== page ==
The following were the children of James R. and Lettie Steen Arthur:

1. John Franklin Arthur was born Oct. 24, 1857, and died Mar. 23, 1927, at Redlands, California.  He was the eldest of fifteen children.  On Sept. 4, 1880, he was married to Clara E. McCafferty.  Three children were born to this union as follows:

a. Franklin James Arthur, born Dec. 7, 1881.  He began very early a newspaper career, which has become to him a settled profession in journalism.  He married Helen Williams June 21, 1906, and to them were born: Paul William Arthur, Mar. 26, 1907, who died Apr. 2, 1907; Franklin Arthur Jr., June 27, 1910; and Barbara Jean Arthur, Jan., 1921.  Since their marriage, Frank and Helen Arthur have lived at Redlands, California.

b. Iona Priscilla Arthur was born at Washington, Ind., Mar. 1, 1886, died at Redlands, Calif., Jan. 15, 1931.  She was married Nov. 3, 1908 to Wilbur Acton.  To them was born one child who did not survive.

c. Cecil Easterly Arthur was born Jan. 3, 1890.  He too began early a journalistic career with Washington, and Redlands papers, and has steadfastly held to that profession.  He married Jewel Dane Siple at Petersburg, Ind., Aug. 28, 1914.  To them were born: Robert Siple Arthur, Mar. 17, 1916; and Dorothy Dane Arthur.

John F. Arthur lived with his family many years in Washington, Ind.  But Sept. 1916, removed the family home to Redlands, Calif.  And after the death of his wife Clara McCafferty on June 13, 1917, he was married a second time to Carrie Myers, who survives him.

2. Nancy Ann Arthur was born Aug. 12, 1859, and on Nov. 27, 1881 was married to McLoed Washington Chappell of Algiers, Ind., who departed this life Aug. 12, 1925.  Early in their married life they settled at Minden, Nebr., where they reared a family of five children as follows:

a. Charles Arthur Chappell, born Oct. 9, 1882.  On July 19, 1917, he was united in marriage to Oletha H. Pattison, of Minden, who was born Nov. 12, 1892.  Their issue: Ruth Ann Chappell, Oct. 1, 1921; Margery Jean Chappell, Dec. 23, 1923; Arthur McLoed Chappell, Dec. 6, 1930; John Charles Chappell, Jan 28, 1935.

Charles Chappell chose the legal profession, and served as State Senator of Nebraska.

b. Lettie E. Chappell was born Sept. 29, 1884, married Frank Reinsch, Sept. 6, 1910.  Mr. Reinsch has been a successful teacher at Lincoln, Nebraska, and Hollywood, California.  Donald Arthur Reinsch was born to this union, Sept. 21, 1924.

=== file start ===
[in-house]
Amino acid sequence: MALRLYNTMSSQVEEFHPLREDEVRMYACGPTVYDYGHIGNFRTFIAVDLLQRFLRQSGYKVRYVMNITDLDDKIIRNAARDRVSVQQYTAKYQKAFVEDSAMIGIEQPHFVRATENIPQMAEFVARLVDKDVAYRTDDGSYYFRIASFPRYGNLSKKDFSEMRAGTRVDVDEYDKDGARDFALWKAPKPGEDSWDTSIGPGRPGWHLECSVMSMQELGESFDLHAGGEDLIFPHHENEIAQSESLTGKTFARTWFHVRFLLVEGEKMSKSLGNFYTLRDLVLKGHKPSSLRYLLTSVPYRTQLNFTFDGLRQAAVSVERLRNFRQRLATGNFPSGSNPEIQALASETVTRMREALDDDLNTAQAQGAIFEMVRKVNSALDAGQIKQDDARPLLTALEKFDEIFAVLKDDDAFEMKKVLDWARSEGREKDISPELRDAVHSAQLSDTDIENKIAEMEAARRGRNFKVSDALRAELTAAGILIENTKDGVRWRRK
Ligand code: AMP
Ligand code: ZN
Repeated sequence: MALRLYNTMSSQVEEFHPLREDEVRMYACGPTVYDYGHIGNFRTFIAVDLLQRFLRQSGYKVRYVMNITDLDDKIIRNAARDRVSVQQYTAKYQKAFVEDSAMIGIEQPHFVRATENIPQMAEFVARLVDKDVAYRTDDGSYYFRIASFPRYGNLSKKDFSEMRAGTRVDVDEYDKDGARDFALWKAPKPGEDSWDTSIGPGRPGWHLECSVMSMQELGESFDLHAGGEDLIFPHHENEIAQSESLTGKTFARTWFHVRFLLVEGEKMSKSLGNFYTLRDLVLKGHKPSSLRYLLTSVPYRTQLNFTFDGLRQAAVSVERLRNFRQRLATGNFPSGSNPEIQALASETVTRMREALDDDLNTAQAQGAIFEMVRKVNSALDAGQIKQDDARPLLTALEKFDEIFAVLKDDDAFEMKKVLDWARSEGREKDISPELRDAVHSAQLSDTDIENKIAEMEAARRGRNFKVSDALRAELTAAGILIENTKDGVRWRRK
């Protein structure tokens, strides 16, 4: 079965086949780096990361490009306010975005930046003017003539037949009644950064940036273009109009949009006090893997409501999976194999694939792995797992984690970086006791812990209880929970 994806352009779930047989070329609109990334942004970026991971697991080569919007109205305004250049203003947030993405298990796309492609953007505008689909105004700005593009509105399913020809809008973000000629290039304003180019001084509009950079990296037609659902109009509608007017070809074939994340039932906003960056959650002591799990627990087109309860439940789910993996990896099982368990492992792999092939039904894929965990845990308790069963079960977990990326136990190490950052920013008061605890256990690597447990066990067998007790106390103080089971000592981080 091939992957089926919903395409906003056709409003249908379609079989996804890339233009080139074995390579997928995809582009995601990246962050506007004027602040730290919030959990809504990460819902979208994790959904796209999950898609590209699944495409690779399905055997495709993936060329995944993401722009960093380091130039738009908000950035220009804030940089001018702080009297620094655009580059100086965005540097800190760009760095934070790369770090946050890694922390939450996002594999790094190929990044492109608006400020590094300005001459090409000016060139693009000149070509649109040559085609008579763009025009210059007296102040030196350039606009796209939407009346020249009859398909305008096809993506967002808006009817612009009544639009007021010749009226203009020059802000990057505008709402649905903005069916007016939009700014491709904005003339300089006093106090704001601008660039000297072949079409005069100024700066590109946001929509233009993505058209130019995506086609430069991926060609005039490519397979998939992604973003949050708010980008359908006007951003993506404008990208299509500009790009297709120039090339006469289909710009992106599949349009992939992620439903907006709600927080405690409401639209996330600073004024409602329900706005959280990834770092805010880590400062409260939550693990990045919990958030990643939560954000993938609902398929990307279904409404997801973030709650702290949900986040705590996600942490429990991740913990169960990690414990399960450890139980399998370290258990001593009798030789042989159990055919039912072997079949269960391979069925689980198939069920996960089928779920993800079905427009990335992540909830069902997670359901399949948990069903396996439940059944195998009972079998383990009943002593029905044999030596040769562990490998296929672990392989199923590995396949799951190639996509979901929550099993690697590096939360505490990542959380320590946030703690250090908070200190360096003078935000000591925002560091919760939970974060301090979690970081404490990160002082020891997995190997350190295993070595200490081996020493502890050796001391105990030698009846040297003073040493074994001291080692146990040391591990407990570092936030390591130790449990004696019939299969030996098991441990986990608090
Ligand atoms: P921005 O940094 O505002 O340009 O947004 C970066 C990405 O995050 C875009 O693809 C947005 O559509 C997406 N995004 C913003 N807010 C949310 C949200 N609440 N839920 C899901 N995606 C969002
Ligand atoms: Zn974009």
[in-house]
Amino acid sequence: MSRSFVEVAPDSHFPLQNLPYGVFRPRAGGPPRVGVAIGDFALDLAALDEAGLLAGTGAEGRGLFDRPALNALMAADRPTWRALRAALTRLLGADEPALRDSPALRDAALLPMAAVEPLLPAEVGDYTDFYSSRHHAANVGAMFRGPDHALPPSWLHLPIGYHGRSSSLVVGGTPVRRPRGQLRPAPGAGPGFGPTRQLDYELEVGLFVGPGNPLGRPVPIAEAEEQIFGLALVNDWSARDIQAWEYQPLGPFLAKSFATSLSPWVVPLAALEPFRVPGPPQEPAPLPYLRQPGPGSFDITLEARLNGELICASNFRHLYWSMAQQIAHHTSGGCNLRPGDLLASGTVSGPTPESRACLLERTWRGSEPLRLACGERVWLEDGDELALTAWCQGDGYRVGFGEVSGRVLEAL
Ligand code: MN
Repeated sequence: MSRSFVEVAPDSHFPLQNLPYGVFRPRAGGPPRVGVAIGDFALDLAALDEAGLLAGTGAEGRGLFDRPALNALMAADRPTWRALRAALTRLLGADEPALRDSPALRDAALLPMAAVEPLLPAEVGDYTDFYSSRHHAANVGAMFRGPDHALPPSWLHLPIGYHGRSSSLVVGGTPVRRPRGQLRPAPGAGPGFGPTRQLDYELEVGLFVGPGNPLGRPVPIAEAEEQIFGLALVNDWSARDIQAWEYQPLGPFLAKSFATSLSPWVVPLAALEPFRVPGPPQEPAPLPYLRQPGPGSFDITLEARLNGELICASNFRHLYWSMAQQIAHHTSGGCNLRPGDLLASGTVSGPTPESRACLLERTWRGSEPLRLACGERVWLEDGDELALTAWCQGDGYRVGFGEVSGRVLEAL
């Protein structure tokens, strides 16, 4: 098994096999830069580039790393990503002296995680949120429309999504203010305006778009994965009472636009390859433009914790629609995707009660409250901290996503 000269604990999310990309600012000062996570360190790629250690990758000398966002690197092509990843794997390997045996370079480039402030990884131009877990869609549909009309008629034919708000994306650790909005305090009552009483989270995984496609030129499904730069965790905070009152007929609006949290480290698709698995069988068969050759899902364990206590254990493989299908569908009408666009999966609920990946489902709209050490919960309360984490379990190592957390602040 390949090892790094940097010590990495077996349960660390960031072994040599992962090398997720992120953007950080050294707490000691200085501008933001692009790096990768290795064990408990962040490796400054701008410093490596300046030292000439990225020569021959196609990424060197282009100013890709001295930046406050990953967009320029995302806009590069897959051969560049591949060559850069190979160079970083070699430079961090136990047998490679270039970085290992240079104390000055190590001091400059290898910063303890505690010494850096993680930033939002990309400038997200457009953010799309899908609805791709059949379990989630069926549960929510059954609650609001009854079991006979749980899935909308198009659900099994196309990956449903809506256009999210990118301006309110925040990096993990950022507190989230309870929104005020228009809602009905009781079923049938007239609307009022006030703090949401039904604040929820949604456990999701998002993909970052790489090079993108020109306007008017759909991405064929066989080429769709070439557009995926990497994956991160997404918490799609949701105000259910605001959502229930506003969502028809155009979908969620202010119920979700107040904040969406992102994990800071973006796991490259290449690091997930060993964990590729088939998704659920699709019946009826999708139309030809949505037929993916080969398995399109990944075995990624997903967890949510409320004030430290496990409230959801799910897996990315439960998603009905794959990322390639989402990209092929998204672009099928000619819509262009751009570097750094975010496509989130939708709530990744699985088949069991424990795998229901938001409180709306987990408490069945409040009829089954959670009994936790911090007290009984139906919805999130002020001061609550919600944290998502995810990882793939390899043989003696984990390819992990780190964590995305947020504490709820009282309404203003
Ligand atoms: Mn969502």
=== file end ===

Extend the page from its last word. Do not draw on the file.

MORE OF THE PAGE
c. Ross Chappell was born Oct. 31, 1889.  He was married to Mary Beth Jaminson, Aug. 19, 1921.  He chose the clerical profession in the Railway service.

d. James Robinson Chappell was born Sept. 20, 1892, and on Aug. 23, 1921 married Blanche Weeks.  To them were born: James Carroll Chappell, May 30, 1924; William Robinson Chappell, Apr. 23, 1928.

James is a dentist, located at Hastings, Nebraska.  He served in the World War.

e. William Elliott Chappell was born Mar. 26, 1595.  He Married Mona Elizabeth Satzgaber, June 25, 1918.  To them were born: Elliott Rea Chappell, Apr. 11, 1920; Ida Janice Chappell, Aug. 20, 1926.

William E. is a dentist at Minden, Nebraska.  He served in the World War.

3. Charles Watis Arthur was born Feb. 26, 1861, died Dec. 28, 1933, in a hospital in Twin Falls, Idaho.  He was buried at Buhl, Idaho, Jan. 3, 1934.  Services were conducted by Rev. Gordon Goldthwaite of the Presbyterian church.  Charles went to the far West at the age of 21, and spent some years in Washington and Oregon, and later settled on a Government claim on Snake River in Idaho, near Buhl.  He married Albina Pisklak Pech, June 16, 1915, who at that time had one child, Evelyn Pech.  To them were born three children:

a. Martha Lettie Arthur, May 25, 1916, who died Dec. 8, 1931, at the home of Mr. and Mrs. Frank Glover, near Maysville, Ind., where she had recently been living.

b. Margaret Albina Arthur, born Aug. 14, 1917, who with the other children, after the death of her mother in Idaho, came to Indiana to live in 1919.  Margaret made her home with Mr. and Mrs. James Meade near Glendale, Ind.

c. James Robinson Arthur, Mar. 1, 1919.  He was reared in the home of Dr. and Mrs. H.M Arthur, Hazleton, Ind., from the first year of his life.

4. Sarah Bell Arthur was born Aug. 12, 1862, died Jan. 16, 1868.

5. Laura Jane Arthur was born Aug. 12, 1863, died July 8, 1926, in hospital at Washington, Ind.  She was wed to Douglas Hooker Ricks, Aug. 29, 1886.  They made a home for themselves on a farm four miles south of Washington.  Their children are:

a. Loring Ezra Ricks, born Sept. 4, 1887.  He married Laura Fish, May 3, 1910.  They live on a farm in Veal Twp.  To them were born: Ruth Ricks, Apr. 13, 1911, who married Roy McGuire; Robert Fish Ricks, Oct. 14, 1912, who married Darlis Dyer, Dec. 29, 1932.  She bore him Paul Ricks, Oct. 27, 1933; and Marlyn Sue Ricks, Nov. 10, 1935.  Naomi Ricks, June 13, 1916, who married Donald Moore, Aug. 18, 1934, and bore him Donald Lee Moore, June 16, 1935; John Elijah Ricks, May 29, 1919.  Blanche Eliza Ricks, May 29, 1919; and Marvin Dale Ricks, Oct. 29, 1923

b. Nina Adaline Ricks, born Aug. 4, 1889, who married Frank Glover, Aug. 7, 1920.  He was enlisted in the World War, and afterwards engaged in farming.  He died at the Veterans Hospital at Indianapolis, May 18, 1937, result of Army service.

c. Elijah Onel Ricks, born July 31, 1891, and died July 11, 1935, in the Veterans hospital, Indianapolis, results of Army Service.  He was a melon and fruit grower.  He married Clara Lett, Jan. 7, 1920, and to them four children were born: Charles Ricks, Nov. 2, 1920; Ralph Ricks, July 14, 1922; Rose Mary Ricks, Sept. 11, 1924; and Laura Ellen Ricks, Jan. 21, 1927.

d. Fred Bertle Ricks, born Apr. 2, 1893.  Married Martha Fitzjerald, Oct. 8, 1922.  Born to them were Helen Elaine Ricks, June 13, 1923; Carl Ricks, Jan. 23, 1932.

e. Fannie Ellen Ricks, born Oct. 9, 1894, died Mar. 28, 1916, of Tuberculosis.